At last, at last, there is something to say about weaving around here! In my last entry on yarn, I showed how I struggled getting the wedge weave of the Noro yarn level. It was growing thicker, which indicates there is too much yarn in there. From suggestions – I chalked it up to how the Noro yarn packs. Typically in a wedge weave, I advance one warp with each pass. With the difference in the packing, I started to take an “on-off” approach. So I took out the weaving and tried skipping every other warp with the next pass – the top sank which indicates there’s not enough yarn. Ugh - Unweave that as well. Now let’s try two rows together, then one single. Still droops… Take that out again. Finally, I went with two together, skip a warp and two together again. That seems to be working VERY closely to level without much interaction from me. So now I can show you a complete wedge!!!!
Besides the Noro Yarn, one of the new things about this piece is to make it reversible. Unweaving and reweaving has given me a great deal of practice since I am working in the ends as I go.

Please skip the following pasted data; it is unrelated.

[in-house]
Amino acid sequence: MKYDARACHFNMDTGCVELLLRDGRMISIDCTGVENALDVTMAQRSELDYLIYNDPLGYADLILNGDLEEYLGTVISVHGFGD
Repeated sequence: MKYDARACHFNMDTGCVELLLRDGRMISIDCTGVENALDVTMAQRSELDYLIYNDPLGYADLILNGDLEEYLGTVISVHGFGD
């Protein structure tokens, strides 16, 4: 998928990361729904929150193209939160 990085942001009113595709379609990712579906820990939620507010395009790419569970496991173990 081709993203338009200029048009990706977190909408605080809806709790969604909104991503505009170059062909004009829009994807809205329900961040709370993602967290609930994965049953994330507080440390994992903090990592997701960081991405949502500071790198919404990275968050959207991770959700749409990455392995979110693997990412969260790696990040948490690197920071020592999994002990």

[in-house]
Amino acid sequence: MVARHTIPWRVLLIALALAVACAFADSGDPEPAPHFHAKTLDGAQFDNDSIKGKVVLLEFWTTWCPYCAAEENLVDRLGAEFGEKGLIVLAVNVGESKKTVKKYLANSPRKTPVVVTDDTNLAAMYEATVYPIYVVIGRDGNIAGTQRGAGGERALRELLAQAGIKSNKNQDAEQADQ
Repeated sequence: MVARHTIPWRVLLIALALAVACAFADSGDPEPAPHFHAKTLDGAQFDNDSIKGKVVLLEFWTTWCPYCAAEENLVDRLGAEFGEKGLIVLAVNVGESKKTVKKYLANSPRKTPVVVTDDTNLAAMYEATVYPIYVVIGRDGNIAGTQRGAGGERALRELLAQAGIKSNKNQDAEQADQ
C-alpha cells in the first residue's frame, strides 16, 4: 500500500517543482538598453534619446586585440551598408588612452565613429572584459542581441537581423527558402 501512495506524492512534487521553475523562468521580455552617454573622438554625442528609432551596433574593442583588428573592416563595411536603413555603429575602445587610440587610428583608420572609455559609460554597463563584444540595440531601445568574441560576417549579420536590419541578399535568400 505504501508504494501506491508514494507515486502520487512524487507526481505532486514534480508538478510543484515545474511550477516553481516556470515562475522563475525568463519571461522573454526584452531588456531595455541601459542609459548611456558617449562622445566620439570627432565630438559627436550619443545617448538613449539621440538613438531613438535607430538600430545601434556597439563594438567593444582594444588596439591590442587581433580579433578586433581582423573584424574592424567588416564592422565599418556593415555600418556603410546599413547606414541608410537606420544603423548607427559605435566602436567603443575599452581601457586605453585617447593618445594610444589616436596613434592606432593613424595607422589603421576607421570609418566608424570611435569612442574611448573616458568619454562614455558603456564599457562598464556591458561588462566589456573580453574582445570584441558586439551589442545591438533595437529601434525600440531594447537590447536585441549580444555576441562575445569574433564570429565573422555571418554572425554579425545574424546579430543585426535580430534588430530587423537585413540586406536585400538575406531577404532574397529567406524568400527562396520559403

Here’s where I came to the end of one bobbin of yarn: I did secure the end with a half hitch around the warp and brought the end to the front of the weaving. I then split the yarn into it’s number of plies and distributed them around the warps. The chocolate yarn breaks down into 4 plies, so I distributed two in either direction. The far left and the far right ends were woven to hide them within the weave. From there I threaded each ply through a needle and fed it through the middle of the weaving next to a warp. In this picture I’ve already finished the first and am about to pull through the second. The ends are carefully trimmed and i even pull a bit on the half hitch to hide the very tip of the yarn into the fabric. Then same is performed with the start of the next piece of yarn.
Hopefully now there will be a bit more news relating to yarn from this neck of the woods!